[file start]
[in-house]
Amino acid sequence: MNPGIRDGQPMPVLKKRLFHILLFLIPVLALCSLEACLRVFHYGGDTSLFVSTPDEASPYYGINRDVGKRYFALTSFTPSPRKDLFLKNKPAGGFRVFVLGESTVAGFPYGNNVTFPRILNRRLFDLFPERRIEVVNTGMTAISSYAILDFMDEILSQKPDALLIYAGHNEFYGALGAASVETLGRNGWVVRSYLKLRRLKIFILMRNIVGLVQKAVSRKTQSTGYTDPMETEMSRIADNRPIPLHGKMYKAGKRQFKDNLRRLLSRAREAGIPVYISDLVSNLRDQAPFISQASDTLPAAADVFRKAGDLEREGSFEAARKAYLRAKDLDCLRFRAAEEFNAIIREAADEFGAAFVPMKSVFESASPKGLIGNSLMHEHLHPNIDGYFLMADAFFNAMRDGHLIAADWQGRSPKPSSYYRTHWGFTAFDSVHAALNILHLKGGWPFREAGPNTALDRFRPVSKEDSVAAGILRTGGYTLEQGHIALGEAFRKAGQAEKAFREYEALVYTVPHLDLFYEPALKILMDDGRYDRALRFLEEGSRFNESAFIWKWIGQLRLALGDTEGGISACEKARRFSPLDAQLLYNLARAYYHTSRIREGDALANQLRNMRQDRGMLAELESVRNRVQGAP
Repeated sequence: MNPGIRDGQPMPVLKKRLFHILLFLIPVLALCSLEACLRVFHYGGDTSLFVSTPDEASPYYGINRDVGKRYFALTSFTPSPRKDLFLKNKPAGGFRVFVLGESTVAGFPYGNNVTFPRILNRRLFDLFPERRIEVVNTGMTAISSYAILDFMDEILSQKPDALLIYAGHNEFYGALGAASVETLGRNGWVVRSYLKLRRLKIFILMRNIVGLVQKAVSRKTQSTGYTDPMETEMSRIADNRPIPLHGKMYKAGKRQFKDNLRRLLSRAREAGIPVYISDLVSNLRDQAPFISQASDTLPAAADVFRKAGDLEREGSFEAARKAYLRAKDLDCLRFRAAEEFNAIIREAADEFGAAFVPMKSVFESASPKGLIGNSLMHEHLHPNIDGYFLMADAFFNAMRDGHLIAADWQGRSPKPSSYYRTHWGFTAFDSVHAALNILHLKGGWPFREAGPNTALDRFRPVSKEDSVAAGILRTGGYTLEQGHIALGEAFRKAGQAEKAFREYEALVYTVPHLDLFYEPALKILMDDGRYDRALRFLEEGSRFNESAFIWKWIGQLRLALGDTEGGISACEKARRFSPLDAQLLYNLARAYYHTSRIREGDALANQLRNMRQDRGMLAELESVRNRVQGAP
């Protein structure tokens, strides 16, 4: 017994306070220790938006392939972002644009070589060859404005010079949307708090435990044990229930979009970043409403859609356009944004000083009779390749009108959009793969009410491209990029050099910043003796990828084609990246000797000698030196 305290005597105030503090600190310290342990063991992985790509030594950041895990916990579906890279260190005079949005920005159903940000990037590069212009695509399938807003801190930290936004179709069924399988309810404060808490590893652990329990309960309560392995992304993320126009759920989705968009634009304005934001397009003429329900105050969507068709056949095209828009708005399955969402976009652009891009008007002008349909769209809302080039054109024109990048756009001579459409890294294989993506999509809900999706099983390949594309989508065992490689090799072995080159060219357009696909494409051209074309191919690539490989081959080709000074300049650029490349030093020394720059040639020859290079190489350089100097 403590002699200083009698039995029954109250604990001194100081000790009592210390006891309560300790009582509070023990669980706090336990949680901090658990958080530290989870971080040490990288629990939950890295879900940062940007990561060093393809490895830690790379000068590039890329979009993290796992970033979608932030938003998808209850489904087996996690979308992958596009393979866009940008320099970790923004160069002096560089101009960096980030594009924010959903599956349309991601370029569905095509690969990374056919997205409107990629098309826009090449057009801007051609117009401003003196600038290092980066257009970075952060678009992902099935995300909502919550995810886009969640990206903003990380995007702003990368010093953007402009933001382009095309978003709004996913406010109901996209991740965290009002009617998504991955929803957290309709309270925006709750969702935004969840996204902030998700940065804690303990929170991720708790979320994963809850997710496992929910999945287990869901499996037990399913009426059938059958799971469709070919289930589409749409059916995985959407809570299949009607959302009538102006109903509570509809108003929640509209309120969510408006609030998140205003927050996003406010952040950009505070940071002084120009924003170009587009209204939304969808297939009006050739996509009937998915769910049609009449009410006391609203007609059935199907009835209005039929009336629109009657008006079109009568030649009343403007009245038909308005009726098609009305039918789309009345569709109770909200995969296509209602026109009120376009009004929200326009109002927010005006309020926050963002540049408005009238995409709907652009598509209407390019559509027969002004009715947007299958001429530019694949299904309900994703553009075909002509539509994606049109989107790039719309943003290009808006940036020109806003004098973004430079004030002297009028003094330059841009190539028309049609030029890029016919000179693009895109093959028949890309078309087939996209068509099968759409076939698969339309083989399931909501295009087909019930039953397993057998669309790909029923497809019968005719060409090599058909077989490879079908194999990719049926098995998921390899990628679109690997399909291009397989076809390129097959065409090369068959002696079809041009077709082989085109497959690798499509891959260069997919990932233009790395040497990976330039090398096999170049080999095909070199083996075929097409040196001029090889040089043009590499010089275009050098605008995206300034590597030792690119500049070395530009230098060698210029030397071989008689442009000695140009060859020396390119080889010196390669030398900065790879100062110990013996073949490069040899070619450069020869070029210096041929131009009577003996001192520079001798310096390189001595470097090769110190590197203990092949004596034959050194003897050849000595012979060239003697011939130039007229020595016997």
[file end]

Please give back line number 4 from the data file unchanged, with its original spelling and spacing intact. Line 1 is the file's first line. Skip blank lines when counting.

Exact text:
């Protein structure tokens, strides 16, 4: 017994306070220790938006392939972002644009070589060859404005010079949307708090435990044990229930979009970043409403859609356009944004000083009779390749009108959009793969009410491209990029050099910043003796990828084609990246000797000698030196 305290005597105030503090600190310290342990063991992985790509030594950041895990916990579906890279260190005079949005920005159903940000990037590069212009695509399938807003801190930290936004179709069924399988309810404060808490590893652990329990309960309560392995992304993320126009759920989705968009634009304005934001397009003429329900105050969507068709056949095209828009708005399955969402976009652009891009008007002008349909769209809302080039054109024109990048756009001579459409890294294989993506999509809900999706099983390949594309989508065992490689090799072995080159060219357009696909494409051209074309191919690539490989081959080709000074300049650029490349030093020394720059040639020859290079190489350089100097 403590002699200083009698039995029954109250604990001194100081000790009592210390006891309560300790009582509070023990669980706090336990949680901090658990958080530290989870971080040490990288629990939950890295879900940062940007990561060093393809490895830690790379000068590039890329979009993290796992970033979608932030938003998808209850489904087996996690979308992958596009393979866009940008320099970790923004160069002096560089101009960096980030594009924010959903599956349309991601370029569905095509690969990374056919997205409107990629098309826009090449057009801007051609117009401003003196600038290092980066257009970075952060678009992902099935995300909502919550995810886009969640990206903003990380995007702003990368010093953007402009933001382009095309978003709004996913406010109901996209991740965290009002009617998504991955929803957290309709309270925006709750969702935004969840996204902030998700940065804690303990929170991720708790979320994963809850997710496992929910999945287990869901499996037990399913009426059938059958799971469709070919289930589409749409059916995985959407809570299949009607959302009538102006109903509570509809108003929640509209309120969510408006609030998140205003927050996003406010952040950009505070940071002084120009924003170009587009209204939304969808297939009006050739996509009937998915769910049609009449009410006391609203007609059935199907009835209005039929009336629109009657008006079109009568030649009343403007009245038909308005009726098609009305039918789309009345569709109770909200995969296509209602026109009120376009009004929200326009109002927010005006309020926050963002540049408005009238995409709907652009598509209407390019559509027969002004009715947007299958001429530019694949299904309900994703553009075909002509539509994606049109989107790039719309943003290009808006940036020109806003004098973004430079004030002297009028003094330059841009190539028309049609030029890029016919000179693009895109093959028949890309078309087939996209068509099968759409076939698969339309083989399931909501295009087909019930039953397993057998669309790909029923497809019968005719060409090599058909077989490879079908194999990719049926098995998921390899990628679109690997399909291009397989076809390129097959065409090369068959002696079809041009077709082989085109497959690798499509891959260069997919990932233009790395040497990976330039090398096999170049080999095909070199083996075929097409040196001029090889040089043009590499010089275009050098605008995206300034590597030792690119500049070395530009230098060698210029030397071989008689442009000695140009060859020396390119080889010196390669030398900065790879100062110990013996073949490069040899070619450069020869070029210096041929131009009577003996001192520079001798310096390189001595470097090769110190590197203990092949004596034959050194003897050849000595012979060239003697011939130039007229020595016997």